Then came a relapse, and two more rounds of chemotherapy.
Suspecting the coming need for a bone marrow transplant, Aldrich had his son tested against him, his wife and their 5-year-old daughter. No match.
They tested him against the international registry of bone marrow donors.
``There wasn't a match in the world. It was discouraging.''
January 2007 brought another relapse, two more rounds of chemotherapy. Down to 80 pounds, he had to drop out of school.
From outsiders, there was an outpouring of love. Mike Lowell, the former Florida Marlins third baseman now with the Boston Red Sox, telephoned.
The Make-a-Wish Foundation, learning the boy likes animal photography, took him to the Omaha Zoo with a National Geographic magazine photographer.
''He had a camera that was 40 pounds and cost $10,000,'' the boy says. ``I took some pictures of my favorite animal, a cheetah. He said my pictures were better than his.''
In March the family turned to Wagner in Minneapolis to try a transplantation of umbilical cord blood stem cells. The family temporarily moved there for the three-month treatment.
Contacting the National Marrow Donor Program, Wagner quickly found two good cord-blood matches he would use for the boy -- one in cold storage in Ohio, the other in Germany. The procedure was arduous. High doses of chemo killed the cancerous cells in his blood marrow, but left him without an immune system and very weak.
''He couldn't swallow, couldn't eat,'' Aldrich says.
From there, the doctors inserted a catheter into a large vein near the boy's heart, and fed in stem cells from the umbilical cord blood. Wagner used cells from both cords, believing from experience that using more cells would increase the chance of success.
Aldrich was surprised by the simplicity of the procedure: ``It wasn't high drama, like a kidney or heart transplant. It was much more like a blood transfusion. Just local anesthesia.''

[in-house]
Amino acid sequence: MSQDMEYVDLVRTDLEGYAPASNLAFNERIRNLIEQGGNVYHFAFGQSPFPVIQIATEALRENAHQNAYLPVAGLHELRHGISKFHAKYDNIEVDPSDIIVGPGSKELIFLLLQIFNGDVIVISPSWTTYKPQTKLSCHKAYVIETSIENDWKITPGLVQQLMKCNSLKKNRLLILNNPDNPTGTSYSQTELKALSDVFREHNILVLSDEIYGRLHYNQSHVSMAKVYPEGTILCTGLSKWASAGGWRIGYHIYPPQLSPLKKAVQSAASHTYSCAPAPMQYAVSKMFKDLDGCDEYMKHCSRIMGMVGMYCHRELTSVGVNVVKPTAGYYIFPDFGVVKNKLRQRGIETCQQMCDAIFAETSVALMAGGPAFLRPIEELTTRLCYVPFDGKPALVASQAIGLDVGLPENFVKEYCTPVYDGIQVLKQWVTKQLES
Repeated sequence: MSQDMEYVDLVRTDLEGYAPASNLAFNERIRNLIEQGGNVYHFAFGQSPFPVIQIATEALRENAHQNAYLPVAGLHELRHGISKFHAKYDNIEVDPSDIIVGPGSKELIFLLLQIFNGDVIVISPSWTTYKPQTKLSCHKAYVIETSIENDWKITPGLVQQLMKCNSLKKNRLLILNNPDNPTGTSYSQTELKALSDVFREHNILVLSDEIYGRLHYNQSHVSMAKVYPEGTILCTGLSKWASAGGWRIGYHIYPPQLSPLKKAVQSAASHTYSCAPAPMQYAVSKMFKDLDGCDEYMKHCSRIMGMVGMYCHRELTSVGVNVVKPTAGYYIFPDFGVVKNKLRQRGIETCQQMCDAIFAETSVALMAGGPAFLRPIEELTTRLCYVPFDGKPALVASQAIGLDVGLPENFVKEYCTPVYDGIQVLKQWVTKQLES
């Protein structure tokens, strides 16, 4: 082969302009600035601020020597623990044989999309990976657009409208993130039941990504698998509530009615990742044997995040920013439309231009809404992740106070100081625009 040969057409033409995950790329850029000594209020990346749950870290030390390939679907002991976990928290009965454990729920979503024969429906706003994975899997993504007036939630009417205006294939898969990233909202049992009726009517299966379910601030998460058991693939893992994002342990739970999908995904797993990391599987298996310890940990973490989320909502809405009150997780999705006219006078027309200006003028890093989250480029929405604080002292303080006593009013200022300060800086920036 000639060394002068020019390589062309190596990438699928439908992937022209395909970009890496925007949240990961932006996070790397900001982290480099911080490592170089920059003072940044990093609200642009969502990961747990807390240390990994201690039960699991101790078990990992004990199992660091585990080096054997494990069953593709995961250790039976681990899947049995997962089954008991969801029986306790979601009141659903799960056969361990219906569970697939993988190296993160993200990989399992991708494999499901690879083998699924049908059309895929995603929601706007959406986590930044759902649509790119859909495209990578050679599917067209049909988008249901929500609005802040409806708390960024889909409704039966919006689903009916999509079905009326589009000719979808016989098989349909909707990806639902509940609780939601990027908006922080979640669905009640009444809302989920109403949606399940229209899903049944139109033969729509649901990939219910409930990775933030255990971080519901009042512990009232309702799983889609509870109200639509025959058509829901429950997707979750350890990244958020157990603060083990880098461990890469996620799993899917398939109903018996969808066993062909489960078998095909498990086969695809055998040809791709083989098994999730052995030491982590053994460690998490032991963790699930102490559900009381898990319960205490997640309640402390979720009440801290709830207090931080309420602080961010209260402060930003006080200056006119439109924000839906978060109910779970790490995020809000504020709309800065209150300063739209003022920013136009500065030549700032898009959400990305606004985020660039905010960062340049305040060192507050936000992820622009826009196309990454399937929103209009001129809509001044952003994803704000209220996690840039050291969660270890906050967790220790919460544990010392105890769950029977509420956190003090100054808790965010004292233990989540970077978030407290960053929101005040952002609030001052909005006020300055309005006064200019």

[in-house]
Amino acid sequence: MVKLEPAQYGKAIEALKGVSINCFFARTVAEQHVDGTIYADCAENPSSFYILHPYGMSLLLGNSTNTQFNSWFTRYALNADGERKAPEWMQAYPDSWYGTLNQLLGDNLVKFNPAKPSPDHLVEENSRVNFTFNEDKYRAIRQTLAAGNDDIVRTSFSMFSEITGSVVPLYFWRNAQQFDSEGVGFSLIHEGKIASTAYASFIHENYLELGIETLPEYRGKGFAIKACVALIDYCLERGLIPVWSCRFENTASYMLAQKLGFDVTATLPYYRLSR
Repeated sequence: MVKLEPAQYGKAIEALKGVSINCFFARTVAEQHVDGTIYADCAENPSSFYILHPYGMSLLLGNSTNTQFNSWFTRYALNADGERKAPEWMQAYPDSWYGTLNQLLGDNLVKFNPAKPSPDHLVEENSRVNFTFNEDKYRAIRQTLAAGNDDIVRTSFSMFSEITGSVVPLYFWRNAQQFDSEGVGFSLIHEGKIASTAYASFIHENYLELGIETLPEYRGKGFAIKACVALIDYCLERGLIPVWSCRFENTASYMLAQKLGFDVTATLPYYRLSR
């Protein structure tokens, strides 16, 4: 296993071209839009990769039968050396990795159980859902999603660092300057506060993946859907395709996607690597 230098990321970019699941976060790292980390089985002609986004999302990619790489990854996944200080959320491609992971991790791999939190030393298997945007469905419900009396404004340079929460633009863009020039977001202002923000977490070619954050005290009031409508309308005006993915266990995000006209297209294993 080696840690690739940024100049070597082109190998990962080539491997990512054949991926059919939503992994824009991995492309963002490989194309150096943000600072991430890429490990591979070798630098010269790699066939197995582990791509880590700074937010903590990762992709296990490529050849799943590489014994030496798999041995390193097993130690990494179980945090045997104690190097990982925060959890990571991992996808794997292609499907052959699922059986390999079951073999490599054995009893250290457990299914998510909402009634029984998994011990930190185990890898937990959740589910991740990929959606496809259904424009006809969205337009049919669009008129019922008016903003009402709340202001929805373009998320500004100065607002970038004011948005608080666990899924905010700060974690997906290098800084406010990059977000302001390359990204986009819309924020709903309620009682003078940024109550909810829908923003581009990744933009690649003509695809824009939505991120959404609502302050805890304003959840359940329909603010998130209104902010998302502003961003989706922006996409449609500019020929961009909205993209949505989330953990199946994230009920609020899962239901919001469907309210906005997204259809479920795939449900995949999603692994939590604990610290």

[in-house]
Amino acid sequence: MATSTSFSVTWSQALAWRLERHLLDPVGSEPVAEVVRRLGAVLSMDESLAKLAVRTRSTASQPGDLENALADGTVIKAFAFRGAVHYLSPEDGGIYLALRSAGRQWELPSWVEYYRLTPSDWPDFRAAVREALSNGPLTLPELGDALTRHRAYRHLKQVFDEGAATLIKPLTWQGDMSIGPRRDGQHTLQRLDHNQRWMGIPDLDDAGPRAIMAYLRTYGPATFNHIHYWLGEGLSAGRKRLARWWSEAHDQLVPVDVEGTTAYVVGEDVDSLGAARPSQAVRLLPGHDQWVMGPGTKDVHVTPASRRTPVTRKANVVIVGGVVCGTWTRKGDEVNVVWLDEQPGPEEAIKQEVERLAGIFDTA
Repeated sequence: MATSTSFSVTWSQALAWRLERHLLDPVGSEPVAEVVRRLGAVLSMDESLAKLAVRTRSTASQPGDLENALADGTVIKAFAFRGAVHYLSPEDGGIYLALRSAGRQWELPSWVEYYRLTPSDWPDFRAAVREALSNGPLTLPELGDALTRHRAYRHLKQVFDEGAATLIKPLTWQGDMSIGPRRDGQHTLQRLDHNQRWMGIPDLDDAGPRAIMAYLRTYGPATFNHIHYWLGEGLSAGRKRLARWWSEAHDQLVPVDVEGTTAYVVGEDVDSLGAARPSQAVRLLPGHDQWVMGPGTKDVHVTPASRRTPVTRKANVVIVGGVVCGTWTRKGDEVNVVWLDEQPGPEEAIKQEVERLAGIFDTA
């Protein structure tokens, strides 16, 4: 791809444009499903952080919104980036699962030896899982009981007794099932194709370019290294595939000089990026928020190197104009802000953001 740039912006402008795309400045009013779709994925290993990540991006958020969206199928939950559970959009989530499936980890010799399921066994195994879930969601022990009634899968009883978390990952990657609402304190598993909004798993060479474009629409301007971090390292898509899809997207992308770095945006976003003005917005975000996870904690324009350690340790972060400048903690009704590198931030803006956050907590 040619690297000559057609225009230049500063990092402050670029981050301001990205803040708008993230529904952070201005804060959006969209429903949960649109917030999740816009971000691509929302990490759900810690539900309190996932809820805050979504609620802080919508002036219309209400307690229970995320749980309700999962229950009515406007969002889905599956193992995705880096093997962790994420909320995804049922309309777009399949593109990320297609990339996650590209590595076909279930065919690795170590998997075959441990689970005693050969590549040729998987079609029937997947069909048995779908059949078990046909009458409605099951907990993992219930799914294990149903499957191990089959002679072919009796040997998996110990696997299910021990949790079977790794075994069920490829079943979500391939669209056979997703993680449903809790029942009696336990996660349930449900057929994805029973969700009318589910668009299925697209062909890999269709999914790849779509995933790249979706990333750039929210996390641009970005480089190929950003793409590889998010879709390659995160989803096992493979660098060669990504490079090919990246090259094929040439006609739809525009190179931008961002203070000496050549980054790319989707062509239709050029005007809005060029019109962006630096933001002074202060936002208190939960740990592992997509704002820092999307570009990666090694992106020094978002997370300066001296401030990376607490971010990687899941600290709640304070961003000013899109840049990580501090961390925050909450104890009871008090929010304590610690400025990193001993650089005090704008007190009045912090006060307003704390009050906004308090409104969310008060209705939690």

The new stem cells became part of the boy's marrow, Wagner says, replacing the cells destroyed by chemotherapy and taking over the job of creating new, healthy blood cells. The donors' immune systems also were contained in the stem cells -- and joined the fight against any remaining cancer.
Aldrich's son is at home in Pinecrest now, hoping to return to school in January.
``He's still a little weak. But on the whole, he's better than when we started.''
Meanwhile, Aldrich's work to set up an umbilical cord blood collection center at South Miami Hospital is bearing fruit.
''It's a long tedious process,'' says Denise Woods, an assistant vice president for the hospital. ``But our intention is to become a collection center.''
Already, about 20 percent of the 4,000 mothers who give birth at South Miami each year are sending their umbilical cords to a private company, to preserve their stem cells in case a family member needs it. The price is $1,995 to collect the blood from the cord plus a yearly storage fee of $125, said Justine Koenigsberg, spokeswoman for Boston-based Viacord.
When South Miami Hospital's new public cord blood collection program is in operation, expected in 2008, Woods says, new mothers who otherwise would discard their umbilical cord will be able to donate it with no fee for use by others.
South Miami will work with an Orlando firm called CORD:USE Cord Blood Bank -- one of 16 companies in the country that collect and transport the blood. The company will courier it to one of 19 storage facilities around the country, said Dr. Edward Guindi, its president.
There the blood will be centrifuged to spin out the stem cells, which will be tested, analyzed and stored, cooled by liquid nitrogen to minus 196 degrees Celsius. The blood is then registered with the National Marrow Donor Program, based in Minneapolis, which works to match donor to recipient.
When a future patient needs a transplant, his or her blood will be compared with that in storage; if a close enough match is found, the stored stem cells can be delivered to a doctor within two weeks.
For a recipient who needs the cord blood from the public bank, the cost is about $25,000. The same charge would apply even if the recipient's own cord had earlier been donated to the public bank. The entire operation costs about $200,000 -- about the same as with blood marrow, Guindi saids. Other doctors say the cost can approach $350,000, depending on complications. Not all insurance companies will pay for the operation.
Aldrich is encouraged that his hospital is setting up a collection center for cord blood. And he's proud of his recuperating son.
''We've come over a big hurdle, but we've got a few more to go,'' he says.
The boy is looking forward to returning to Pinecrest Elementary, perhaps in January.
``Except I don't like writing, and I heard there's a lot of writing in fourth grade.''